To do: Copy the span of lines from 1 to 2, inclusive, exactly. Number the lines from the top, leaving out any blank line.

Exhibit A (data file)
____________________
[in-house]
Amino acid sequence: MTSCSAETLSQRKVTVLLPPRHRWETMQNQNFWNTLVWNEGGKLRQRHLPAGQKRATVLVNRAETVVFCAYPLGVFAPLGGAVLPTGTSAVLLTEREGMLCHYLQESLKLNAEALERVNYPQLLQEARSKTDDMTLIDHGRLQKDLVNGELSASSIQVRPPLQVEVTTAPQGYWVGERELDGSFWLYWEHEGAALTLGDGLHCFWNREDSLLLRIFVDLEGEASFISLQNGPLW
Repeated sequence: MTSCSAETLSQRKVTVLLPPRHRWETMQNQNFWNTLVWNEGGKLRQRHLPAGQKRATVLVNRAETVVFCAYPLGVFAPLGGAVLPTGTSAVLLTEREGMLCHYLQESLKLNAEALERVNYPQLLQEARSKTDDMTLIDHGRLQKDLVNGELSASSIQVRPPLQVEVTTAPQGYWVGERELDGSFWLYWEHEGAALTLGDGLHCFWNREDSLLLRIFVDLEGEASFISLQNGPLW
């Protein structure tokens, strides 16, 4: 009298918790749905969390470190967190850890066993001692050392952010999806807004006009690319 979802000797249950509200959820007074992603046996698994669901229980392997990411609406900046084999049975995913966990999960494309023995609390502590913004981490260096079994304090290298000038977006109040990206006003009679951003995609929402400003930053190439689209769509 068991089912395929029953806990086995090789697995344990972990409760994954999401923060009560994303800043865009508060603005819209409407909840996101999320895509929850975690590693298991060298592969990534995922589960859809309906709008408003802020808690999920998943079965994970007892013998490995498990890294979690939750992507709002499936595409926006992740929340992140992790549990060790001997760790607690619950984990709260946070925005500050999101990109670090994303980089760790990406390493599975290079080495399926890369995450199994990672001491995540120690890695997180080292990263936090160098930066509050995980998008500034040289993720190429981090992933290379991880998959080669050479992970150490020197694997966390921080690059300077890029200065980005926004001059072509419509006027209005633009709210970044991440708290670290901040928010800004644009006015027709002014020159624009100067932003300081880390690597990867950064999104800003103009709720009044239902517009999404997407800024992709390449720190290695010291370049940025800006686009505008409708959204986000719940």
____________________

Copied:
[in-house]
Amino acid sequence: MTSCSAETLSQRKVTVLLPPRHRWETMQNQNFWNTLVWNEGGKLRQRHLPAGQKRATVLVNRAETVVFCAYPLGVFAPLGGAVLPTGTSAVLLTEREGMLCHYLQESLKLNAEALERVNYPQLLQEARSKTDDMTLIDHGRLQKDLVNGELSASSIQVRPPLQVEVTTAPQGYWVGERELDGSFWLYWEHEGAALTLGDGLHCFWNREDSLLLRIFVDLEGEASFISLQNGPLW